To many people unfamiliar with the wide range of the musical genre, the word ‘opera’ conjures up stereotypical images of people in period costumes and large women in Viking garb singing in foreign languages. The truth, however, is that opera has continued to evolve over its life as an art form. FM Opera, which is celebrating its 50th anniversary this year, has been introducing people to the wide range opera can take as an art form during its long tenure in Fargo.
Recently, I had the opportunity to interview David Hamilton, the general director of FM Opera since 2006, about their upcoming production of “Three Decembers” a modern piece that is not only entertaining but serves as proof that opera is perfectly capable of addressing contemporary concerns.
“This is a very true to life exploration of a family and their lives over twenty years,” Hamilton said. “It’s in English. It’s also a production that I wouldn’t bring anyone under twelve to. The language is certainly true to life with a fair number of swear words-- not any more than you’d see on Netflix these days--but definitely not your grandma’s opera. It really is kind of a cross between opera and musical theater in the way the music and text speak directly to our lives. And, it’s only 90 minutes long.”
“Three Decembers” was composed by Jake Heggie, who is currently the #1 opera composer in the world, with a libretto by Gene Scheer based on an unfinished play by Terrence McNally. The production originally premiered in 2008. It concerns an overbearing Broadway diva and her two (now adult) children from December 1986 to 1996 to 2006. Because their mother was largely absent from their lives growing up and has a tendency to make everything center around her, her offspring resent her. “It opens with them reading one of her famous long-winded Christmas letters and then uses Christmas-time as a theme that weaves through the piece,” said Hamilton, “though there are several scenes that are not in December i.e. the Tony Awards when mother receives the nomination for best actress in a musical. It’s not really a holiday opera--more about family dynamics both funny and touching.”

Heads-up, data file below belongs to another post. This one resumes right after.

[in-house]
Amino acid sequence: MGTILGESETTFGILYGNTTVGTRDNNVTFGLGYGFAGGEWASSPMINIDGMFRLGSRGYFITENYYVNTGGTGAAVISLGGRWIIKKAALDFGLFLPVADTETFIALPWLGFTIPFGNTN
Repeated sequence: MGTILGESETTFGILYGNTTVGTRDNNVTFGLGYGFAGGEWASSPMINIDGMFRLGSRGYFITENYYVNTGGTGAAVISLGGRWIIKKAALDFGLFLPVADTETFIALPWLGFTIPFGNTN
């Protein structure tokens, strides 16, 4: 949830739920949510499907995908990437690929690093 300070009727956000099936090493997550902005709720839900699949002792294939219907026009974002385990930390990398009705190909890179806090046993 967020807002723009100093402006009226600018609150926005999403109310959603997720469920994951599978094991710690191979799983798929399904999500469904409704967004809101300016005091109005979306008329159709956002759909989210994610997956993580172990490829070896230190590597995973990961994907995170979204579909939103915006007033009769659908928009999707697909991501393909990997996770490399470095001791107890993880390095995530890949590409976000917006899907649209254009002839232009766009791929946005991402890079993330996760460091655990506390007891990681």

The production, like many of those by FM Opera, features a mix of both local and national performers. The two leading ladies, Lucy Thrasher as Maddy and Anne Jennifer Nash as her daughter Bea are both voice professors who hail from Concordia in Moorhead and will be singing their roles for the first time. The son, Charlie, is played by Robert Wesley Mason, who is from New York and recently took part in a different production of Three Decembers in Nashville. The conductor, Cody Martin, lives in Florida. The stage director, Austin Regan, is a Fargo native who currently lives in New York and works on Broadway at the Metropolitan Opera and has a directing credit for Verdi’s “Rigoletto” with the Minnesota Opera under his belt.
Hamilton finished by saying, “This piece packs a lot of emotion into its 90 minutes. And, I can’t think of any other work that has a duet for the soprano and baritone about shoes and how therapeutic it is to buy a new pair of Jimmy Choos! Everyone will laugh one minute and turn around and cry at the next scene.”
IF YOU GO:
Friday, February 15th at 7:30 p.m. and Sunday, February 17th at 2:00 p.m.
Weld Hall, MUSM
Tickets $30 in advance ($5 for students of any age)
More info and purchase tickets: fmopera.org or (701) 239-4558
Not suitable for children under 12
by C.S. Hagen
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